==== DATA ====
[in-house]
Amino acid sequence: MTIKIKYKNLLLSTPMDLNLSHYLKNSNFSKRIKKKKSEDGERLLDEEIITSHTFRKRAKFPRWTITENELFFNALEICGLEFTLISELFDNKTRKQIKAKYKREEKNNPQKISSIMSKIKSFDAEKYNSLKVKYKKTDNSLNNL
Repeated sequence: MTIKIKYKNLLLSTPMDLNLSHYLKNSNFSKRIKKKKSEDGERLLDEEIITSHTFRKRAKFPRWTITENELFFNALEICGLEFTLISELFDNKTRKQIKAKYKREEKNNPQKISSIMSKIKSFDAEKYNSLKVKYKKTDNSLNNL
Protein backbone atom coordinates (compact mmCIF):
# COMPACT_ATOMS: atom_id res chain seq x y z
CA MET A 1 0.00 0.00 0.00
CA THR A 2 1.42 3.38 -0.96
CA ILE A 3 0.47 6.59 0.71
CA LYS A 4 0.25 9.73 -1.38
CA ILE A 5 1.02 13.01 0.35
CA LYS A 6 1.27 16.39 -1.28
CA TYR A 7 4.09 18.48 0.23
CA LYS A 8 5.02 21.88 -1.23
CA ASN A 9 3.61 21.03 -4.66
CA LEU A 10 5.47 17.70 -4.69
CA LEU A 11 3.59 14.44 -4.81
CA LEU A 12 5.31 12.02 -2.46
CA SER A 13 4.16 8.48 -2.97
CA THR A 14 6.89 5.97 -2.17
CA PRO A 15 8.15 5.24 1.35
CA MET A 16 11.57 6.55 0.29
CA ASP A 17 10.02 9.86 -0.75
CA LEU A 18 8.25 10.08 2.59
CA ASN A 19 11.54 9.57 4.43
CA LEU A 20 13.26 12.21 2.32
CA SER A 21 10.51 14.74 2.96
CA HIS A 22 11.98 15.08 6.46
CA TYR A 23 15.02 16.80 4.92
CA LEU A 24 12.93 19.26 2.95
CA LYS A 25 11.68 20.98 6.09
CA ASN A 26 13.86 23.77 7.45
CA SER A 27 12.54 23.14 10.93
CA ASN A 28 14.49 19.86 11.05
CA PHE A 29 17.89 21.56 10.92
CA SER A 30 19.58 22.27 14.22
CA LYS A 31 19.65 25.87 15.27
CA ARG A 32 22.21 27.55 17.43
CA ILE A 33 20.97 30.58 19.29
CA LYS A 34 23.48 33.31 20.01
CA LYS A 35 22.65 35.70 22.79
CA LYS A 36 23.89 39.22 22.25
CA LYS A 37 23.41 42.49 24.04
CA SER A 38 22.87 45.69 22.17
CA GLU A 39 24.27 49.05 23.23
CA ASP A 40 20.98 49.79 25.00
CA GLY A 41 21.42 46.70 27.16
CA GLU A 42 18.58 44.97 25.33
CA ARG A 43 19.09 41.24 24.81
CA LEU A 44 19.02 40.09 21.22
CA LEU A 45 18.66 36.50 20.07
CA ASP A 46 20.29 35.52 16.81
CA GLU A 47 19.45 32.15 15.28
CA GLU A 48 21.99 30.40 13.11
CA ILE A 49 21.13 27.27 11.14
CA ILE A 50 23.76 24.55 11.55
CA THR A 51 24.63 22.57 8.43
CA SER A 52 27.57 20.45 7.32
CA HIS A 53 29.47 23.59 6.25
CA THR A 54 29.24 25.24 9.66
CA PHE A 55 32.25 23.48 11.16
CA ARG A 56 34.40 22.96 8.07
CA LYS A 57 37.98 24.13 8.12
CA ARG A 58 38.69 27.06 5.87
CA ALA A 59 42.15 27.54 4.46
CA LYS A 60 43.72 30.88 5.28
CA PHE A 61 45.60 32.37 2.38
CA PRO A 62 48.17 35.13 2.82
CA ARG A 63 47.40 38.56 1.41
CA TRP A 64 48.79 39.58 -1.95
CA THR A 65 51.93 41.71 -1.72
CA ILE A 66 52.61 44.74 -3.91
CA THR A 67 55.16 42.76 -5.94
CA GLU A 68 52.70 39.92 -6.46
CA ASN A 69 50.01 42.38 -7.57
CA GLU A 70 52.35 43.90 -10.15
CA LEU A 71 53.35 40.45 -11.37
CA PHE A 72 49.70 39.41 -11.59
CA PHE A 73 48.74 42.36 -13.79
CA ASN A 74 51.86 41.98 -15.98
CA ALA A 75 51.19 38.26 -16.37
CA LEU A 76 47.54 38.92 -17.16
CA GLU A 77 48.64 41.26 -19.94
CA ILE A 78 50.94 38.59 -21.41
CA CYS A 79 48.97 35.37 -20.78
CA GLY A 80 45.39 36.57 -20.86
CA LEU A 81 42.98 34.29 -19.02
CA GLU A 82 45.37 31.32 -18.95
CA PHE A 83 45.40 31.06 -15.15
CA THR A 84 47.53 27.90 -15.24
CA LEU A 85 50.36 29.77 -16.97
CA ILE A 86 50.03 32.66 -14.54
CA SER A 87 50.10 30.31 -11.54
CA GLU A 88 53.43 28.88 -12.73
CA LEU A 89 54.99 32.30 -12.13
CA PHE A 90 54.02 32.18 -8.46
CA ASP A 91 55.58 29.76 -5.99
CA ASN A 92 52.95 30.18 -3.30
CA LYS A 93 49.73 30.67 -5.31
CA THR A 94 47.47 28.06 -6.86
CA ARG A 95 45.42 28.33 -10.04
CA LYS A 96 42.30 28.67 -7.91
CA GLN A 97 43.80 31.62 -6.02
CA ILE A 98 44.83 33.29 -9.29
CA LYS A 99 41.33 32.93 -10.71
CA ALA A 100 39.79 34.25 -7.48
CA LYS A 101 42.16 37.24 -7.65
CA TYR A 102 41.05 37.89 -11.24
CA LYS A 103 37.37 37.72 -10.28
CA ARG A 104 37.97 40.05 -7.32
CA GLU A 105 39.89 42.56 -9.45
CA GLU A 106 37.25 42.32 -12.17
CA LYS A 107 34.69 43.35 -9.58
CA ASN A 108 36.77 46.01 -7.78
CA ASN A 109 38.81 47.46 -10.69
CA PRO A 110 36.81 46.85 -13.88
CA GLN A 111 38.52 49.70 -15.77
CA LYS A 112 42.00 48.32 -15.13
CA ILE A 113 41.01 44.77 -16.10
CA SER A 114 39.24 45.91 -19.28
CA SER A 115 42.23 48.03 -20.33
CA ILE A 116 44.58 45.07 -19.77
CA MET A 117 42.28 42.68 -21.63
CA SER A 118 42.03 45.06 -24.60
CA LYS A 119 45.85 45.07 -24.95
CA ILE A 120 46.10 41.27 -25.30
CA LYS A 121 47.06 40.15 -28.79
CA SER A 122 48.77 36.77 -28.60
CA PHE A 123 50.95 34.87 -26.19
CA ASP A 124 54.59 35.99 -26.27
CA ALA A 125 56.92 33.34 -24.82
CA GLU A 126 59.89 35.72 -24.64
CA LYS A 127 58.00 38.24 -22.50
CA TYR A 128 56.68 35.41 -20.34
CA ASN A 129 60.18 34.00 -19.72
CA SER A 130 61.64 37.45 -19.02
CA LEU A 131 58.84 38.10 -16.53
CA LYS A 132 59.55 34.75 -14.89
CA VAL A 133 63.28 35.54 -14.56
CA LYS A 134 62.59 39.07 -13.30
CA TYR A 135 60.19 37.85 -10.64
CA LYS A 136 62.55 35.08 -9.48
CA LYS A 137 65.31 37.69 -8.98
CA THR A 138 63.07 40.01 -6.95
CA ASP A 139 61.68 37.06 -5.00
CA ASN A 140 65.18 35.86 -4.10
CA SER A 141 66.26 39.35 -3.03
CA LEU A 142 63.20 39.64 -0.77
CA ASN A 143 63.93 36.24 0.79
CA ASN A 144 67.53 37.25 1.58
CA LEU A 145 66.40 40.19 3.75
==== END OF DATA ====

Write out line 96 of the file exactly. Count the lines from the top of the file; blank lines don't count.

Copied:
CA ASP A 91 55.58 29.76 -5.99